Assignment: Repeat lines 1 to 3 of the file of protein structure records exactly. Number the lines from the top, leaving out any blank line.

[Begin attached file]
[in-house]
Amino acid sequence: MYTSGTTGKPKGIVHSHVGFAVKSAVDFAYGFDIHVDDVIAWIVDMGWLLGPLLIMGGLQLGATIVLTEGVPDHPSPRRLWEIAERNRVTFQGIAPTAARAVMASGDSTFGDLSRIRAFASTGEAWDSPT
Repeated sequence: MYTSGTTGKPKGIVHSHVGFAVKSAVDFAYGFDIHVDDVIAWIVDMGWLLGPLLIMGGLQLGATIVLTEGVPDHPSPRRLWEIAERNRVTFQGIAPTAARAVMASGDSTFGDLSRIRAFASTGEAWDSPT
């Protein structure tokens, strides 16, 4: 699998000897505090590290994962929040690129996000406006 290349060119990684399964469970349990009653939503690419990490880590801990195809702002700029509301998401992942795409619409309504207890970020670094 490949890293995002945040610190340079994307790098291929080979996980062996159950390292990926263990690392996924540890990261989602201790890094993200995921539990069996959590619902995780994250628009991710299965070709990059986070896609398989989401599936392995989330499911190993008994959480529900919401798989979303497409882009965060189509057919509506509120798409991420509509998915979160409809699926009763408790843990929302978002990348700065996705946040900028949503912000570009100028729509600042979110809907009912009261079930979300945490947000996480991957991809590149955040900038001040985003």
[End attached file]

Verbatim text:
[in-house]
Amino acid sequence: MYTSGTTGKPKGIVHSHVGFAVKSAVDFAYGFDIHVDDVIAWIVDMGWLLGPLLIMGGLQLGATIVLTEGVPDHPSPRRLWEIAERNRVTFQGIAPTAARAVMASGDSTFGDLSRIRAFASTGEAWDSPT
Repeated sequence: MYTSGTTGKPKGIVHSHVGFAVKSAVDFAYGFDIHVDDVIAWIVDMGWLLGPLLIMGGLQLGATIVLTEGVPDHPSPRRLWEIAERNRVTFQGIAPTAARAVMASGDSTFGDLSRIRAFASTGEAWDSPT